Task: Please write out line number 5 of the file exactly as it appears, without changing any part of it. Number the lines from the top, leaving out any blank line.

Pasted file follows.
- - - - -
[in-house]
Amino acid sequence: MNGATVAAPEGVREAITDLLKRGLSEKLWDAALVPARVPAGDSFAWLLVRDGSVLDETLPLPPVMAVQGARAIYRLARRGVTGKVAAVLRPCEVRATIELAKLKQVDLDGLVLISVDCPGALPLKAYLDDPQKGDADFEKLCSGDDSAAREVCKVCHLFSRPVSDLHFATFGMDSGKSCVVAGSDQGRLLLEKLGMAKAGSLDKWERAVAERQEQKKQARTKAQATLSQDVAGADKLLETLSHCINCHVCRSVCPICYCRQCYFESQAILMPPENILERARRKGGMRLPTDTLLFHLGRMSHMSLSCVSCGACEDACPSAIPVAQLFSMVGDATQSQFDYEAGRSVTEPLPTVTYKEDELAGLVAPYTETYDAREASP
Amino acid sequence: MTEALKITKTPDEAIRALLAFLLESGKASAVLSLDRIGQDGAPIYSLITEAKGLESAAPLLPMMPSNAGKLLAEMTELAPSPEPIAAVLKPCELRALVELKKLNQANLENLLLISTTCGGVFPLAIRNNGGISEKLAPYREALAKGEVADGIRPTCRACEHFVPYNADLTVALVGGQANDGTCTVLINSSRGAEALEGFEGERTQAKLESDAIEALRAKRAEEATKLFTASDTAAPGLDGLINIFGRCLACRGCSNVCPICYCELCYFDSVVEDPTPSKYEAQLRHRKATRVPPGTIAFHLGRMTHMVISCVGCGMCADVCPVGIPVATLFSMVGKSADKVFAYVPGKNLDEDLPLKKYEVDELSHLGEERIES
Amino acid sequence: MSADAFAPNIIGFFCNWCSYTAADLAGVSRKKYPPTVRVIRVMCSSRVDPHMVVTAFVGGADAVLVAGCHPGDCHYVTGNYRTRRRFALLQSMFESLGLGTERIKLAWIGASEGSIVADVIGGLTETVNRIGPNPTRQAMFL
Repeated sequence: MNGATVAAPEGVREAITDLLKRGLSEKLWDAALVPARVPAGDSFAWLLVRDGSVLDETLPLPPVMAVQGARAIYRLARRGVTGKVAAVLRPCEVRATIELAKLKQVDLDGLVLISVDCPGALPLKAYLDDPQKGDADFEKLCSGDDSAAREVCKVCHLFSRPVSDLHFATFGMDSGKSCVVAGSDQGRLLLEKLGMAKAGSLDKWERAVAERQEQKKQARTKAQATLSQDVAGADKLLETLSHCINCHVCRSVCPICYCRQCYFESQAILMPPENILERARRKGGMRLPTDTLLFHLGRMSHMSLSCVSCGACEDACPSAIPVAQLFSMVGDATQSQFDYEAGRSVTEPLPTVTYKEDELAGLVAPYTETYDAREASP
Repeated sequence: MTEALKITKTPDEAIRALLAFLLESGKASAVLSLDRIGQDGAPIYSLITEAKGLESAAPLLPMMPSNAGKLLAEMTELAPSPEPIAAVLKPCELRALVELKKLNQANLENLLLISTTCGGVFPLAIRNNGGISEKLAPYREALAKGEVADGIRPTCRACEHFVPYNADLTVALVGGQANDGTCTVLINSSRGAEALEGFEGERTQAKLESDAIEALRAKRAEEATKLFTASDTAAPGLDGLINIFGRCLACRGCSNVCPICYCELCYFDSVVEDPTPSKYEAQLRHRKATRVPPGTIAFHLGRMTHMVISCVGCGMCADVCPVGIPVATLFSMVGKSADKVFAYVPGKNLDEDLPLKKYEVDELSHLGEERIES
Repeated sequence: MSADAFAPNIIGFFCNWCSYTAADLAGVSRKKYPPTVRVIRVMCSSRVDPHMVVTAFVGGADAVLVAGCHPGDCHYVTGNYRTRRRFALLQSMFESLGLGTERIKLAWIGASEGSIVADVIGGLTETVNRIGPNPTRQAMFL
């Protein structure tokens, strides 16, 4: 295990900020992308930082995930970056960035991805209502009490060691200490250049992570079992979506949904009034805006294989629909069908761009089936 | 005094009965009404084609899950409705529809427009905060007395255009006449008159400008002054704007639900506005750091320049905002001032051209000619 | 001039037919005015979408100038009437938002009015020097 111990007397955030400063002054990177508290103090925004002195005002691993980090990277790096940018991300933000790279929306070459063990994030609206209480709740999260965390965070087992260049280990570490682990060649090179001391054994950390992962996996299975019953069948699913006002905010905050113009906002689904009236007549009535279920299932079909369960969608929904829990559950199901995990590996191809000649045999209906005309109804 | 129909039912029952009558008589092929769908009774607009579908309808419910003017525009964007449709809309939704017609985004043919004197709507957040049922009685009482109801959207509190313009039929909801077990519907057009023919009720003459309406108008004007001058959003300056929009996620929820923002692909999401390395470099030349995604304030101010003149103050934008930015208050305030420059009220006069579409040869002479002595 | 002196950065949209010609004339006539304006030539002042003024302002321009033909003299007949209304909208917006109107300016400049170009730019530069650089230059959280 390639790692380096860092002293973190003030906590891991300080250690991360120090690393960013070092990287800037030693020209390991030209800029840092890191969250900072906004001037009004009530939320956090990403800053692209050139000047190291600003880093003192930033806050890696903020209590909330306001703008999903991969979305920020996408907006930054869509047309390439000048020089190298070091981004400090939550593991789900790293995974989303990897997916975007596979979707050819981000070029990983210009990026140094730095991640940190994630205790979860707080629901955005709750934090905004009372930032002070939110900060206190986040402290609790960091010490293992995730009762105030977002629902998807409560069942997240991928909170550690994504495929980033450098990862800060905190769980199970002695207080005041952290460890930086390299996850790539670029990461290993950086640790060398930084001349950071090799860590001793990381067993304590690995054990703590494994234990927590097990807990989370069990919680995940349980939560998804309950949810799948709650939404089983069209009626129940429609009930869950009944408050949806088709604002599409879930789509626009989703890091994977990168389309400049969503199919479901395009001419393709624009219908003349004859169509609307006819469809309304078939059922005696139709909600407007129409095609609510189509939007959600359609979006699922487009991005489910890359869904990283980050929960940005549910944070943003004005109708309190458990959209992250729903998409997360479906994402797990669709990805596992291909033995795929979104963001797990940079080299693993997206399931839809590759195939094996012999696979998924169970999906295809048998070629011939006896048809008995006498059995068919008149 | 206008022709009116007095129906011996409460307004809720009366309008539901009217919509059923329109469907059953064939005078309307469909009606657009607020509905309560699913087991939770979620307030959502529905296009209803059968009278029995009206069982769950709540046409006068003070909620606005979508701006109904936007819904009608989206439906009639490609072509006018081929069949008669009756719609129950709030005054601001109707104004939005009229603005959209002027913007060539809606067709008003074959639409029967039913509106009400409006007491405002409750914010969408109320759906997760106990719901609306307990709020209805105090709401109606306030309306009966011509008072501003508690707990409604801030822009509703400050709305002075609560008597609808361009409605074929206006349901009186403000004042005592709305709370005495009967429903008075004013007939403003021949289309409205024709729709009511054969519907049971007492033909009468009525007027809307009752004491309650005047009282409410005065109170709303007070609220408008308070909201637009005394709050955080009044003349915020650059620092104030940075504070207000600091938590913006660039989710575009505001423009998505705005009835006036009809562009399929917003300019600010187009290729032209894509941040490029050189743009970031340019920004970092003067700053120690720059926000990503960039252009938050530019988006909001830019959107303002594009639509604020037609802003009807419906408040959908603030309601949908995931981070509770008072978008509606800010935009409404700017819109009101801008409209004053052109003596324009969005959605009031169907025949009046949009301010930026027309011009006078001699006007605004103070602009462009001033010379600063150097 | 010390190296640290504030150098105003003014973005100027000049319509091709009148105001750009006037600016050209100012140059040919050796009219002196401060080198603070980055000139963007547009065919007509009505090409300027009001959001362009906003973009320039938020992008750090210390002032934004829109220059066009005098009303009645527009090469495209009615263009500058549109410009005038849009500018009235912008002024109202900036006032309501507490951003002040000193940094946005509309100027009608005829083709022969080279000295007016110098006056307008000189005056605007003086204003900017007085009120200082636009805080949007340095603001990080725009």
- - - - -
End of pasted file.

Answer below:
Repeated sequence: MNGATVAAPEGVREAITDLLKRGLSEKLWDAALVPARVPAGDSFAWLLVRDGSVLDETLPLPPVMAVQGARAIYRLARRGVTGKVAAVLRPCEVRATIELAKLKQVDLDGLVLISVDCPGALPLKAYLDDPQKGDADFEKLCSGDDSAAREVCKVCHLFSRPVSDLHFATFGMDSGKSCVVAGSDQGRLLLEKLGMAKAGSLDKWERAVAERQEQKKQARTKAQATLSQDVAGADKLLETLSHCINCHVCRSVCPICYCRQCYFESQAILMPPENILERARRKGGMRLPTDTLLFHLGRMSHMSLSCVSCGACEDACPSAIPVAQLFSMVGDATQSQFDYEAGRSVTEPLPTVTYKEDELAGLVAPYTETYDAREASP